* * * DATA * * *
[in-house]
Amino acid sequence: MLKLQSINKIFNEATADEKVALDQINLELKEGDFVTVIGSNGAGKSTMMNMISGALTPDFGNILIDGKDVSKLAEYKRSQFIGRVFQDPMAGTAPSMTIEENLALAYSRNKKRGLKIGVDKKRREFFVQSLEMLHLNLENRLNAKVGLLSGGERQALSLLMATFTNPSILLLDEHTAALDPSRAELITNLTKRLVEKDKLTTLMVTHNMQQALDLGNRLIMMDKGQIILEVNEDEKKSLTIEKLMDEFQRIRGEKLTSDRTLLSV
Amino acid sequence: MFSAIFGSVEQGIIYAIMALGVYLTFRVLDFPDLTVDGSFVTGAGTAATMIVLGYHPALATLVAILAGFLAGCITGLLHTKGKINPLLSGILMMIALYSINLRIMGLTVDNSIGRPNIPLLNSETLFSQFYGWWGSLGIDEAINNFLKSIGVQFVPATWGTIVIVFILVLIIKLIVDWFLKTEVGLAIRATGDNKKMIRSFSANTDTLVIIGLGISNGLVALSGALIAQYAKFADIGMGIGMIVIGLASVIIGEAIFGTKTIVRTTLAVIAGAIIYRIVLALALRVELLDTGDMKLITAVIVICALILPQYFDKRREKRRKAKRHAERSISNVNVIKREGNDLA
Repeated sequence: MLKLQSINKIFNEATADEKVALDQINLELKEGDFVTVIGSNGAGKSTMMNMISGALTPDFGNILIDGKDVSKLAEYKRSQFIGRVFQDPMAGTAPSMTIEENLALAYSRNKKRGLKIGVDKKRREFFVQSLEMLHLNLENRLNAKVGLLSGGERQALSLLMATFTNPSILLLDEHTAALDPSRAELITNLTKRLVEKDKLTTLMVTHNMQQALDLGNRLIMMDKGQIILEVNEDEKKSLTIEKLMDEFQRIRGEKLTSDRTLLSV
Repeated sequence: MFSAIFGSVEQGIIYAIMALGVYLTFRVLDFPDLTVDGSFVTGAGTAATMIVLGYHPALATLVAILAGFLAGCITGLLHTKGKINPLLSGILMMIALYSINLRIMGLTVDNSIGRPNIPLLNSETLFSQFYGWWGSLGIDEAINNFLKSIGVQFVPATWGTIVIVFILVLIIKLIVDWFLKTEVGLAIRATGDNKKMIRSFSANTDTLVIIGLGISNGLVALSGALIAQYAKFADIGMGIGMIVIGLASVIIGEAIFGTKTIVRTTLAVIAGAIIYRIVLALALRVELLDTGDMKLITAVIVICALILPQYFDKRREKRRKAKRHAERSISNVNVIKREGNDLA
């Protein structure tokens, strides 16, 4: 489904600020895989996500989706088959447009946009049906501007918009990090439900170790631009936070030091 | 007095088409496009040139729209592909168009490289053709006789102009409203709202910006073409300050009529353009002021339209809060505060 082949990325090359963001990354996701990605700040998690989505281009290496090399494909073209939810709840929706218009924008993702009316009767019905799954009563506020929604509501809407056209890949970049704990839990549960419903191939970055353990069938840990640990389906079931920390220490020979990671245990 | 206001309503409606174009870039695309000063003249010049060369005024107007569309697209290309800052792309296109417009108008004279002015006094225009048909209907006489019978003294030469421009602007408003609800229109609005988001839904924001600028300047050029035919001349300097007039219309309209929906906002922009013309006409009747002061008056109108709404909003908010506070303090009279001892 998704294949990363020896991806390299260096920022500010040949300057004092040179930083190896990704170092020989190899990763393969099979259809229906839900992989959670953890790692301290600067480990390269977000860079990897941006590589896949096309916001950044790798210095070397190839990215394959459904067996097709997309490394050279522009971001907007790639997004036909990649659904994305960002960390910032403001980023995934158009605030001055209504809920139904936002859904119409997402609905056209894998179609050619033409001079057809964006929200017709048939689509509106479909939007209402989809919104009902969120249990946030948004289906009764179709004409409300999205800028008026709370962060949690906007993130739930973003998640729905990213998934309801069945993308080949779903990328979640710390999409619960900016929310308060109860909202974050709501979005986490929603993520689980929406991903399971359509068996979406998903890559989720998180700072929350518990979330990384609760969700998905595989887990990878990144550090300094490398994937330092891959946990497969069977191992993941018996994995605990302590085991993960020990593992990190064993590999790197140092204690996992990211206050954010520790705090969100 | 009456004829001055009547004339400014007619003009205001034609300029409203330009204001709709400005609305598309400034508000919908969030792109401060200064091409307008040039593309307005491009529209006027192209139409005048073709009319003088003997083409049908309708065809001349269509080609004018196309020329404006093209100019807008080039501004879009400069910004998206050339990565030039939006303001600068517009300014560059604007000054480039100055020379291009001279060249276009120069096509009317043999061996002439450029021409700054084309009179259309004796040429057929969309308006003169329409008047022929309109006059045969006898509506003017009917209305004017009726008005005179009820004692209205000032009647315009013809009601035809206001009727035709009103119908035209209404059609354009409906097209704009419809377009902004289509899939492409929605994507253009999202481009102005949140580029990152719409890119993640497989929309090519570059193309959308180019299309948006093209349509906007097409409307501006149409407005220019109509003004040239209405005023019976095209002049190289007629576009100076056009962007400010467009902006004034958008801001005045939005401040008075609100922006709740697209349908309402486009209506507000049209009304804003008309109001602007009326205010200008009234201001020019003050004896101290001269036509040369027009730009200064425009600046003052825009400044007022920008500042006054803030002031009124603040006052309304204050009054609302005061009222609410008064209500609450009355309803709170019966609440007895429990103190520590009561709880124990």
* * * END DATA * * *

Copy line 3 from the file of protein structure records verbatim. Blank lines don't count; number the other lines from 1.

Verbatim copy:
Amino acid sequence: MFSAIFGSVEQGIIYAIMALGVYLTFRVLDFPDLTVDGSFVTGAGTAATMIVLGYHPALATLVAILAGFLAGCITGLLHTKGKINPLLSGILMMIALYSINLRIMGLTVDNSIGRPNIPLLNSETLFSQFYGWWGSLGIDEAINNFLKSIGVQFVPATWGTIVIVFILVLIIKLIVDWFLKTEVGLAIRATGDNKKMIRSFSANTDTLVIIGLGISNGLVALSGALIAQYAKFADIGMGIGMIVIGLASVIIGEAIFGTKTIVRTTLAVIAGAIIYRIVLALALRVELLDTGDMKLITAVIVICALILPQYFDKRREKRRKAKRHAERSISNVNVIKREGNDLA